James de Vere Allen was Curator of the Lamu Museum.

Swahili Origins

Swahili Culture and The Shungwaya Phenomenon

By James de Vere Allen

Kiswahili has become the lingua franca of eastern Africa. Yet there can be few historic peoples whose identity is as elusive as that of the Swahili. Some have described themselves as Arabs, as Persians or even, in one place, as Portuguese. It is doubtful whether, even today, most of the people about whom this book is written would unhesitatingly and in all contexts accept the name Swahili. This book was central to the thought and lifework of the late James de Vere Allen.


Ken Saro-Wiwa
A penetrating, accessible portrait of the activist whose execution galvanized the world.


Nation on Board
Becoming Nigerian at Sea
Schler’s study of Nigerian seamen during Nigeria’s transition to independence provides a fresh perspective on the meaning of decolonization for ordinary Africans.


Culture and Money in the Nineteenth Century
Abstracting Economics
Since the 1980s, scholars have made the case for examining nineteenth-century culture — particularly literary output — through the lens of economics.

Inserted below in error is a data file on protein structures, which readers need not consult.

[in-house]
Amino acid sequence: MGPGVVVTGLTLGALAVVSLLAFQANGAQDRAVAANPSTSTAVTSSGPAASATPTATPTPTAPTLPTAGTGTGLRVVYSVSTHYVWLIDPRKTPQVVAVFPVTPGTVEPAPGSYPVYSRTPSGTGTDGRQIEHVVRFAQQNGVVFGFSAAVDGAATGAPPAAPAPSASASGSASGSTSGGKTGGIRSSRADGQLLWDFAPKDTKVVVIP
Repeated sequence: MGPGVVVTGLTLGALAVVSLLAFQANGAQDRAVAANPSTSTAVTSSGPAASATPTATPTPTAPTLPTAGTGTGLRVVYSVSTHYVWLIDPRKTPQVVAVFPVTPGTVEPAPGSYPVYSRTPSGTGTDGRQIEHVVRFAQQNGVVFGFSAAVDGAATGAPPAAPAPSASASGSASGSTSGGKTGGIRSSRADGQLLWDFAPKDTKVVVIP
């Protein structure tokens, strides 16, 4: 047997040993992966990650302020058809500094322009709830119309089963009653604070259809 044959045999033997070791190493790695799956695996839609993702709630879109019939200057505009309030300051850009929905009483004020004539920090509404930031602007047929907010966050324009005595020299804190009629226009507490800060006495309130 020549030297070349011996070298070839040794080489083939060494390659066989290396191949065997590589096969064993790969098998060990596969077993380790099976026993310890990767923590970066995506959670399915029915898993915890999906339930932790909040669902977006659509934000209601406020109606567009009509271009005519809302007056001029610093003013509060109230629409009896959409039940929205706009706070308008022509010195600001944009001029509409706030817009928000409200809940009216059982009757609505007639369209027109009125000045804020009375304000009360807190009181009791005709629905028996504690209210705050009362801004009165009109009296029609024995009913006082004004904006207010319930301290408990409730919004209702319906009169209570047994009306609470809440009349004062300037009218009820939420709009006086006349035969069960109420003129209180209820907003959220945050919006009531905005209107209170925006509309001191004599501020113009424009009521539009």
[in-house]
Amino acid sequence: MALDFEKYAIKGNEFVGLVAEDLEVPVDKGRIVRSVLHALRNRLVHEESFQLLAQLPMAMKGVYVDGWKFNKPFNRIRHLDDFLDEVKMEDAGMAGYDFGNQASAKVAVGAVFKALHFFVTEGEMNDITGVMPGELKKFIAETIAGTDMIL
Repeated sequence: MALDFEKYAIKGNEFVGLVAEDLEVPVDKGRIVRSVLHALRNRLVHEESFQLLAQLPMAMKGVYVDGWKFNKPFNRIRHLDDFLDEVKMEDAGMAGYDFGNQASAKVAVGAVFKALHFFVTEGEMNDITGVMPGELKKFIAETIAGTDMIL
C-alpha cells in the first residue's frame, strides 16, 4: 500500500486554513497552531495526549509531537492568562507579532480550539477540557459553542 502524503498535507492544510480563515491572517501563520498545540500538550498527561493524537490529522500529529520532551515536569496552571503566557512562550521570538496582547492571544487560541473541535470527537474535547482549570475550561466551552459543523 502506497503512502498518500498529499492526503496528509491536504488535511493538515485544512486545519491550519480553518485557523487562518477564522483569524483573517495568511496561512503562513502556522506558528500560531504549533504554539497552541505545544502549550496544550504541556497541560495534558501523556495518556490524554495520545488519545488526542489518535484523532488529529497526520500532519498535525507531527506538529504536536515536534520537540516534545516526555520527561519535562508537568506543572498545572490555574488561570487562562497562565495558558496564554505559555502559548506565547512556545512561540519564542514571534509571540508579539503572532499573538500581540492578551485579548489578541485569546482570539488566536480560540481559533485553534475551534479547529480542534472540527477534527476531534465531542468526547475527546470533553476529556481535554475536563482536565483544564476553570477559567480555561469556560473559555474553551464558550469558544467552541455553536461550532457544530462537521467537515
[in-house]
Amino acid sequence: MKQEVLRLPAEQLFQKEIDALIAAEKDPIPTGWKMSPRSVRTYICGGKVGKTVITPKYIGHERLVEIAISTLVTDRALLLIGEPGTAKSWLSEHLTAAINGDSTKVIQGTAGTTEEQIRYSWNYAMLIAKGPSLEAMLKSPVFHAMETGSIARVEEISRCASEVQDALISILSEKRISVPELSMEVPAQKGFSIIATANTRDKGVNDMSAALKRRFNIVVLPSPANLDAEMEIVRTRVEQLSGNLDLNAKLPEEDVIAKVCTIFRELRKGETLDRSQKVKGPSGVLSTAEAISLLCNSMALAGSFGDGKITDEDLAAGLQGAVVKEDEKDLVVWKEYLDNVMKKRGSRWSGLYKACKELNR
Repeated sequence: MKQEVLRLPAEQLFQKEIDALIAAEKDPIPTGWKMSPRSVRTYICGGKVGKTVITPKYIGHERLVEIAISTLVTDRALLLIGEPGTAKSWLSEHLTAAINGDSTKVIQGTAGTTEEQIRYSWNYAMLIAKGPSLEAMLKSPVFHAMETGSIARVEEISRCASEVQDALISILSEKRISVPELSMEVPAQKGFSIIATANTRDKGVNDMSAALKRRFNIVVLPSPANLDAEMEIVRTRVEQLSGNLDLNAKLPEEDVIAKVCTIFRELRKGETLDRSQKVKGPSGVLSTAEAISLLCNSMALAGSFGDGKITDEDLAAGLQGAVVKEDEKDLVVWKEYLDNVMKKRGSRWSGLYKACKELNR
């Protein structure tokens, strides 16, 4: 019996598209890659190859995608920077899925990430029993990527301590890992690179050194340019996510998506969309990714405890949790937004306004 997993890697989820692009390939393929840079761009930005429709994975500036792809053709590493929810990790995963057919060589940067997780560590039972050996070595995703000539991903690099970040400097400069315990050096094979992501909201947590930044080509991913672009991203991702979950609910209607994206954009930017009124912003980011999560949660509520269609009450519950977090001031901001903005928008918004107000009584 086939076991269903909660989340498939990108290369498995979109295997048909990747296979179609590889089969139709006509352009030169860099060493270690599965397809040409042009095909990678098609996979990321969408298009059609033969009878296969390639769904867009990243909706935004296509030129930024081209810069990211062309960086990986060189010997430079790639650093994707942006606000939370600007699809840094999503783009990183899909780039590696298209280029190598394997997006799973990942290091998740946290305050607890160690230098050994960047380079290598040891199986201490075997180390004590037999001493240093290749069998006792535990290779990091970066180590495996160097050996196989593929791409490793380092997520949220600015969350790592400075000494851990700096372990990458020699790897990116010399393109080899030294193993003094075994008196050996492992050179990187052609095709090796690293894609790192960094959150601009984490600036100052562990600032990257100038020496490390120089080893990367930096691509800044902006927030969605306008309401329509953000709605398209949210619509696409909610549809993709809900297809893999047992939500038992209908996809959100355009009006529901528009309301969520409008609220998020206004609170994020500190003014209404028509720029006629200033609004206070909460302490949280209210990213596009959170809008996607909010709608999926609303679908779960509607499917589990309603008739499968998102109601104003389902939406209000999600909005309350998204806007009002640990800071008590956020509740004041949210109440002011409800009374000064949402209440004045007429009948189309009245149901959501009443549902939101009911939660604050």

Veteran Narratives and the Collective Memory of the Vietnam War
In the decades since the Vietnam War, veteran memoirs have influenced Americans’ understanding of the conflict. Yet few historians or literary scholars have scrutinized how the genre has shaped the nation’s collective memory of the war and its aftermath.


Tales of the Metric System
A Novel
Imraan Coovadia takes his homeland’s transition from imperial to metric measurements as his catalyst, holding South Africa up to the light and examining it from multiple perspectives, his sere, direct sentences lighting a fire as he parses South Africa across the decades, from 1970 into the present.